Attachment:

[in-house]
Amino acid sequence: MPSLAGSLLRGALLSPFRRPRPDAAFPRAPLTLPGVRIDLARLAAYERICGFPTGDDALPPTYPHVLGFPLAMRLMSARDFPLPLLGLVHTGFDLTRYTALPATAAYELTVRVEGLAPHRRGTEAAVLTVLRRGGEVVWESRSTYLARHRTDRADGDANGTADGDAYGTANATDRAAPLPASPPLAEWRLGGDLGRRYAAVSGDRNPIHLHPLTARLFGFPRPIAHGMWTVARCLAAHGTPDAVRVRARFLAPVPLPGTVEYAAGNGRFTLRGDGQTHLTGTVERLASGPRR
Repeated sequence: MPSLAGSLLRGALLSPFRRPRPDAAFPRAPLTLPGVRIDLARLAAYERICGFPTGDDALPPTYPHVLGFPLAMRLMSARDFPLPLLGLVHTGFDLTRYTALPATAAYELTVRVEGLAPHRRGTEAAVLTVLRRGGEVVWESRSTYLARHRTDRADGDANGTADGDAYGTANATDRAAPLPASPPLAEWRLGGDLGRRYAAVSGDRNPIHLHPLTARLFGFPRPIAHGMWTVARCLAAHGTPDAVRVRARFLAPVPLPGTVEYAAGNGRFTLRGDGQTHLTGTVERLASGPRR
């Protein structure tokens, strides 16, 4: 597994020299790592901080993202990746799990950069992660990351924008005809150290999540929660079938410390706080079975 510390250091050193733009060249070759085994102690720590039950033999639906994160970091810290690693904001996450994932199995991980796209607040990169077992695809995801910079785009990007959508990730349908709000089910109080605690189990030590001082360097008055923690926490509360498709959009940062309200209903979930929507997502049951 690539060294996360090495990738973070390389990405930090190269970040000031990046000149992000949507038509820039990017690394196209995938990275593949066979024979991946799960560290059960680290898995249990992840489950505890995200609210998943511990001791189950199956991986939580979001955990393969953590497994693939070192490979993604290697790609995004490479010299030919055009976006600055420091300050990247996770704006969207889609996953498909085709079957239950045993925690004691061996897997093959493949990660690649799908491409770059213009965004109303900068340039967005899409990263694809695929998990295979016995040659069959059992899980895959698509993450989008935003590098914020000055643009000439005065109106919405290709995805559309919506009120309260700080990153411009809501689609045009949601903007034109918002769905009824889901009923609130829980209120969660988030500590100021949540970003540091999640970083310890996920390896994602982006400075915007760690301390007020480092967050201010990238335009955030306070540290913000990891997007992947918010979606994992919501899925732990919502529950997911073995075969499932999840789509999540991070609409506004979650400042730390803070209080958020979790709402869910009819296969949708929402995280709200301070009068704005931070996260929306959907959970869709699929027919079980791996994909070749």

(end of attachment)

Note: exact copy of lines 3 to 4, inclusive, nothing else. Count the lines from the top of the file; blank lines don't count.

Repeated sequence: MPSLAGSLLRGALLSPFRRPRPDAAFPRAPLTLPGVRIDLARLAAYERICGFPTGDDALPPTYPHVLGFPLAMRLMSARDFPLPLLGLVHTGFDLTRYTALPATAAYELTVRVEGLAPHRRGTEAAVLTVLRRGGEVVWESRSTYLARHRTDRADGDANGTADGDAYGTANATDRAAPLPASPPLAEWRLGGDLGRRYAAVSGDRNPIHLHPLTARLFGFPRPIAHGMWTVARCLAAHGTPDAVRVRARFLAPVPLPGTVEYAAGNGRFTLRGDGQTHLTGTVERLASGPRR
């Protein structure tokens, strides 16, 4: 597994020299790592901080993202990746799990950069992660990351924008005809150290999540929660079938410390706080079975 510390250091050193733009060249070759085994102690720590039950033999639906994160970091810290690693904001996450994932199995991980796209607040990169077992695809995801910079785009990007959508990730349908709000089910109080605690189990030590001082360097008055923690926490509360498709959009940062309200209903979930929507997502049951 690539060294996360090495990738973070390389990405930090190269970040000031990046000149992000949507038509820039990017690394196209995938990275593949066979024979991946799960560290059960680290898995249990992840489950505890995200609210998943511990001791189950199956991986939580979001955990393969953590497994693939070192490979993604290697790609995004490479010299030919055009976006600055420091300050990247996770704006969207889609996953498909085709079957239950045993925690004691061996897997093959493949990660690649799908491409770059213009965004109303900068340039967005899409990263694809695929998990295979016995040659069959059992899980895959698509993450989008935003590098914020000055643009000439005065109106919405290709995805559309919506009120309260700080990153411009809501689609045009949601903007034109918002769905009824889901009923609130829980209120969660988030500590100021949540970003540091999640970083310890996920390896994602982006400075915007760690301390007020480092967050201010990238335009955030306070540290913000990891997007992947918010979606994992919501899925732990919502529950997911073995075969499932999840789509999540991070609409506004979650400042730390803070209080958020979790709402869910009819296969949708929402995280709200301070009068704005931070996260929306959907959970869709699929027919079980791996994909070749």